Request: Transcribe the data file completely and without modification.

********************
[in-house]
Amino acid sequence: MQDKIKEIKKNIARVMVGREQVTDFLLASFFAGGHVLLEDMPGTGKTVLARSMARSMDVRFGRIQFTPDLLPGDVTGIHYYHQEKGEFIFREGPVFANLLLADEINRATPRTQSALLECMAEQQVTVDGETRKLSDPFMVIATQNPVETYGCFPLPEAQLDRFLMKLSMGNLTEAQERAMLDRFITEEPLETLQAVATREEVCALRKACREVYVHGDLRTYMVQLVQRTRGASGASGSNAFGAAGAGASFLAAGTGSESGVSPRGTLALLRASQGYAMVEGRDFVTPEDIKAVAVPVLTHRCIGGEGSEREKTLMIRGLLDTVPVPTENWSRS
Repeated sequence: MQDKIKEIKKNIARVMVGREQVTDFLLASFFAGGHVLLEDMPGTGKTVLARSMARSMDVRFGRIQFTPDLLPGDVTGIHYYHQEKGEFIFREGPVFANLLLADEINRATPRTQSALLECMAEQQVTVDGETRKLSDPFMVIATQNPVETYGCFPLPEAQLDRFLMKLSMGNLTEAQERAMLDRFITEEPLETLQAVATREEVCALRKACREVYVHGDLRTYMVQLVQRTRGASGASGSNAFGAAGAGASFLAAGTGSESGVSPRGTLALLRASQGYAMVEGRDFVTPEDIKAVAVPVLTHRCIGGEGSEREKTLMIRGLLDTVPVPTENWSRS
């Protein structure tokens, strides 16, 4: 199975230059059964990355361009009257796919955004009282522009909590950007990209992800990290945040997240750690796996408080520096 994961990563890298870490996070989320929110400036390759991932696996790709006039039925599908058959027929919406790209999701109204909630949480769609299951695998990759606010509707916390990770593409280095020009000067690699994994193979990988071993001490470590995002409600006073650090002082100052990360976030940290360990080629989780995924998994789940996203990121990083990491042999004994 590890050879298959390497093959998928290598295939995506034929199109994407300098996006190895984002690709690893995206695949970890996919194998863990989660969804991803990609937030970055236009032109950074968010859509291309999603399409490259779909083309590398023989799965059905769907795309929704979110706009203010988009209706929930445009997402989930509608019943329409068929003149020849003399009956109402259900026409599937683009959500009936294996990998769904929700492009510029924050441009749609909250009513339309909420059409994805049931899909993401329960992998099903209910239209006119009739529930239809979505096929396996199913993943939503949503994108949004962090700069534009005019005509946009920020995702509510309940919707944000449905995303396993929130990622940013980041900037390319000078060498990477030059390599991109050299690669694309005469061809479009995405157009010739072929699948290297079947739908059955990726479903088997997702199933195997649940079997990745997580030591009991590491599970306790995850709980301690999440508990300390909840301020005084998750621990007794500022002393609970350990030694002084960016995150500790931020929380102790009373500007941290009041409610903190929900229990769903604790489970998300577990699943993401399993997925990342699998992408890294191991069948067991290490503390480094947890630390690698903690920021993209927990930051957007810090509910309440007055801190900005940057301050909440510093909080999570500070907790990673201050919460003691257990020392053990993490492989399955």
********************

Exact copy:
[in-house]
Amino acid sequence: MQDKIKEIKKNIARVMVGREQVTDFLLASFFAGGHVLLEDMPGTGKTVLARSMARSMDVRFGRIQFTPDLLPGDVTGIHYYHQEKGEFIFREGPVFANLLLADEINRATPRTQSALLECMAEQQVTVDGETRKLSDPFMVIATQNPVETYGCFPLPEAQLDRFLMKLSMGNLTEAQERAMLDRFITEEPLETLQAVATREEVCALRKACREVYVHGDLRTYMVQLVQRTRGASGASGSNAFGAAGAGASFLAAGTGSESGVSPRGTLALLRASQGYAMVEGRDFVTPEDIKAVAVPVLTHRCIGGEGSEREKTLMIRGLLDTVPVPTENWSRS
Repeated sequence: MQDKIKEIKKNIARVMVGREQVTDFLLASFFAGGHVLLEDMPGTGKTVLARSMARSMDVRFGRIQFTPDLLPGDVTGIHYYHQEKGEFIFREGPVFANLLLADEINRATPRTQSALLECMAEQQVTVDGETRKLSDPFMVIATQNPVETYGCFPLPEAQLDRFLMKLSMGNLTEAQERAMLDRFITEEPLETLQAVATREEVCALRKACREVYVHGDLRTYMVQLVQRTRGASGASGSNAFGAAGAGASFLAAGTGSESGVSPRGTLALLRASQGYAMVEGRDFVTPEDIKAVAVPVLTHRCIGGEGSEREKTLMIRGLLDTVPVPTENWSRS
């Protein structure tokens, strides 16, 4: 199975230059059964990355361009009257796919955004009282522009909590950007990209992800990290945040997240750690796996408080520096 994961990563890298870490996070989320929110400036390759991932696996790709006039039925599908058959027929919406790209999701109204909630949480769609299951695998990759606010509707916390990770593409280095020009000067690699994994193979990988071993001490470590995002409600006073650090002082100052990360976030940290360990080629989780995924998994789940996203990121990083990491042999004994 590890050879298959390497093959998928290598295939995506034929199109994407300098996006190895984002690709690893995206695949970890996919194998863990989660969804991803990609937030970055236009032109950074968010859509291309999603399409490259779909083309590398023989799965059905769907795309929704979110706009203010988009209706929930445009997402989930509608019943329409068929003149020849003399009956109402259900026409599937683009959500009936294996990998769904929700492009510029924050441009749609909250009513339309909420059409994805049931899909993401329960992998099903209910239209006119009739529930239809979505096929396996199913993943939503949503994108949004962090700069534009005019005509946009920020995702509510309940919707944000449905995303396993929130990622940013980041900037390319000078060498990477030059390599991109050299690669694309005469061809479009995405157009010739072929699948290297079947739908059955990726479903088997997702199933195997649940079997990745997580030591009991590491599970306790995850709980301690999440508990300390909840301020005084998750621990007794500022002393609970350990030694002084960016995150500790931020929380102790009373500007941290009041409610903190929900229990769903604790489970998300577990699943993401399993997925990342699998992408890294191991069948067991290490503390480094947890630390690698903690920021993209927990930051957007810090509910309440007055801190900005940057301050909440510093909080999570500070907790990673201050919460003691257990020392053990993490492989399955």